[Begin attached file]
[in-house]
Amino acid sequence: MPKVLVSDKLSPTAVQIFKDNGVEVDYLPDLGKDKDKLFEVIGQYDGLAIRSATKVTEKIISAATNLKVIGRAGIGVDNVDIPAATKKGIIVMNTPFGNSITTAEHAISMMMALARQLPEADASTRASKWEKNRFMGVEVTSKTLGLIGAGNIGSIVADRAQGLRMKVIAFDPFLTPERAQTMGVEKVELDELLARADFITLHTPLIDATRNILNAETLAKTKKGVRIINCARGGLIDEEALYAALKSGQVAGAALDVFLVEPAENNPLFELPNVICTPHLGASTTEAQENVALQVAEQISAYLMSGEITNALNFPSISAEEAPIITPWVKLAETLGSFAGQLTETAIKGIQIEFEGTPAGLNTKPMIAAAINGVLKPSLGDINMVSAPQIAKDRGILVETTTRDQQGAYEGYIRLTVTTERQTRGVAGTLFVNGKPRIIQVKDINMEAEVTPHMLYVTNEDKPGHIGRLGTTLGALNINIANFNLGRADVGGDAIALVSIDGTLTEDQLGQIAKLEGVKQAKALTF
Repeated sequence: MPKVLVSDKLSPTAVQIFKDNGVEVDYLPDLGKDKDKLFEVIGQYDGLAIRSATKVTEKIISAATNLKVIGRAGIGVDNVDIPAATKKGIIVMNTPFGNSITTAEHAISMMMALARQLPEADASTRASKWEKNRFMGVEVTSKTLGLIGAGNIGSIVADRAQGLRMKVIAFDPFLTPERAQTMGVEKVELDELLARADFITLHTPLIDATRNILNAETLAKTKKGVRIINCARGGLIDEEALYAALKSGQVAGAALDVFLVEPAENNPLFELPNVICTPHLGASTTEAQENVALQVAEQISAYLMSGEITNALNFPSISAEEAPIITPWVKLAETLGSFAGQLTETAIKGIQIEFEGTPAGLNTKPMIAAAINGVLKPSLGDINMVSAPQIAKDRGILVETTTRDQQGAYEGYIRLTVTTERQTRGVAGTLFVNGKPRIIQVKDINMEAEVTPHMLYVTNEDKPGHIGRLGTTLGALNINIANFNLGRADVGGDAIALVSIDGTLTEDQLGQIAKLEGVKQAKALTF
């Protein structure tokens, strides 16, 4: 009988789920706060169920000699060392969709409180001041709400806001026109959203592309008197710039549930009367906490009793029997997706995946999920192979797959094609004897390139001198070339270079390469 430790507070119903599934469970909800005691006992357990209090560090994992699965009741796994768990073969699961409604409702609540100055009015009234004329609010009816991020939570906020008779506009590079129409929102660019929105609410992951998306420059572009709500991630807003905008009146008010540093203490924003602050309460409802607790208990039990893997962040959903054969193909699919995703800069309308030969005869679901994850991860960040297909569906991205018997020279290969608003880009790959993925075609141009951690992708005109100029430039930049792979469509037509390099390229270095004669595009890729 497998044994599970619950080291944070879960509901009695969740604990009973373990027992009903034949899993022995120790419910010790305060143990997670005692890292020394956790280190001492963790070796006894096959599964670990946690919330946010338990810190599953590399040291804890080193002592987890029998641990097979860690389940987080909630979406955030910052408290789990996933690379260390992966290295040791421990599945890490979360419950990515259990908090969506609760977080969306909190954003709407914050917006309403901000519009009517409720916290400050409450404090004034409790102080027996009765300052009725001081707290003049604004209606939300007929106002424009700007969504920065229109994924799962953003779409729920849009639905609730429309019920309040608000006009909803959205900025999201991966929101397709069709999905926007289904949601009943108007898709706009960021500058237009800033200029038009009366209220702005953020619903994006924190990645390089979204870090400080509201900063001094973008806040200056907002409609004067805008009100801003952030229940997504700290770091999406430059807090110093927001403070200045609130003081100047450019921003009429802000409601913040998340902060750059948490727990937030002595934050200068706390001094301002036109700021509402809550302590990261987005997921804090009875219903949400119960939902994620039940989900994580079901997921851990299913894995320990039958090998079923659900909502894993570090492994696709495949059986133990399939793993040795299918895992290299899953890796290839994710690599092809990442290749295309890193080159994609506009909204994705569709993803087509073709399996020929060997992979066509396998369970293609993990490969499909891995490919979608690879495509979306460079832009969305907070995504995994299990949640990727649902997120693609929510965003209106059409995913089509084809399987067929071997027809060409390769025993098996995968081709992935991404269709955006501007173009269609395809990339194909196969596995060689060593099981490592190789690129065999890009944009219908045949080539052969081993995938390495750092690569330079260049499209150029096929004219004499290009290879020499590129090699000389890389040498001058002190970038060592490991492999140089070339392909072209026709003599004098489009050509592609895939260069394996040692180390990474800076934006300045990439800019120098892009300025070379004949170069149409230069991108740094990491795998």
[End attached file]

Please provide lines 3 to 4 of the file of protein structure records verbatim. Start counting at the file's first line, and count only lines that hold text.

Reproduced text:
Repeated sequence: MPKVLVSDKLSPTAVQIFKDNGVEVDYLPDLGKDKDKLFEVIGQYDGLAIRSATKVTEKIISAATNLKVIGRAGIGVDNVDIPAATKKGIIVMNTPFGNSITTAEHAISMMMALARQLPEADASTRASKWEKNRFMGVEVTSKTLGLIGAGNIGSIVADRAQGLRMKVIAFDPFLTPERAQTMGVEKVELDELLARADFITLHTPLIDATRNILNAETLAKTKKGVRIINCARGGLIDEEALYAALKSGQVAGAALDVFLVEPAENNPLFELPNVICTPHLGASTTEAQENVALQVAEQISAYLMSGEITNALNFPSISAEEAPIITPWVKLAETLGSFAGQLTETAIKGIQIEFEGTPAGLNTKPMIAAAINGVLKPSLGDINMVSAPQIAKDRGILVETTTRDQQGAYEGYIRLTVTTERQTRGVAGTLFVNGKPRIIQVKDINMEAEVTPHMLYVTNEDKPGHIGRLGTTLGALNINIANFNLGRADVGGDAIALVSIDGTLTEDQLGQIAKLEGVKQAKALTF
């Protein structure tokens, strides 16, 4: 009988789920706060169920000699060392969709409180001041709400806001026109959203592309008197710039549930009367906490009793029997997706995946999920192979797959094609004897390139001198070339270079390469 430790507070119903599934469970909800005691006992357990209090560090994992699965009741796994768990073969699961409604409702609540100055009015009234004329609010009816991020939570906020008779506009590079129409929102660019929105609410992951998306420059572009709500991630807003905008009146008010540093203490924003602050309460409802607790208990039990893997962040959903054969193909699919995703800069309308030969005869679901994850991860960040297909569906991205018997020279290969608003880009790959993925075609141009951690992708005109100029430039930049792979469509037509390099390229270095004669595009890729 497998044994599970619950080291944070879960509901009695969740604990009973373990027992009903034949899993022995120790419910010790305060143990997670005692890292020394956790280190001492963790070796006894096959599964670990946690919330946010338990810190599953590399040291804890080193002592987890029998641990097979860690389940987080909630979406955030910052408290789990996933690379260390992966290295040791421990599945890490979360419950990515259990908090969506609760977080969306909190954003709407914050917006309403901000519009009517409720916290400050409450404090004034409790102080027996009765300052009725001081707290003049604004209606939300007929106002424009700007969504920065229109994924799962953003779409729920849009639905609730429309019920309040608000006009909803959205900025999201991966929101397709069709999905926007289904949601009943108007898709706009960021500058237009800033200029038009009366209220702005953020619903994006924190990645390089979204870090400080509201900063001094973008806040200056907002409609004067805008009100801003952030229940997504700290770091999406430059807090110093927001403070200045609130003081100047450019921003009429802000409601913040998340902060750059948490727990937030002595934050200068706390001094301002036109700021509402809550302590990261987005997921804090009875219903949400119960939902994620039940989900994580079901997921851990299913894995320990039958090998079923659900909502894993570090492994696709495949059986133990399939793993040795299918895992290299899953890796290839994710690599092809990442290749295309890193080159994609506009909204994705569709993803087509073709399996020929060997992979066509396998369970293609993990490969499909891995490919979608690879495509979306460079832009969305907070995504995994299990949640990727649902997120693609929510965003209106059409995913089509084809399987067929071997027809060409390769025993098996995968081709992935991404269709955006501007173009269609395809990339194909196969596995060689060593099981490592190789690129065999890009944009219908045949080539052969081993995938390495750092690569330079260049499209150029096929004219004499290009290879020499590129090699000389890389040498001058002190970038060592490991492999140089070339392909072209026709003599004098489009050509592609895939260069394996040692180390990474800076934006300045990439800019120098892009300025070379004949170069149409230069991108740094990491795998």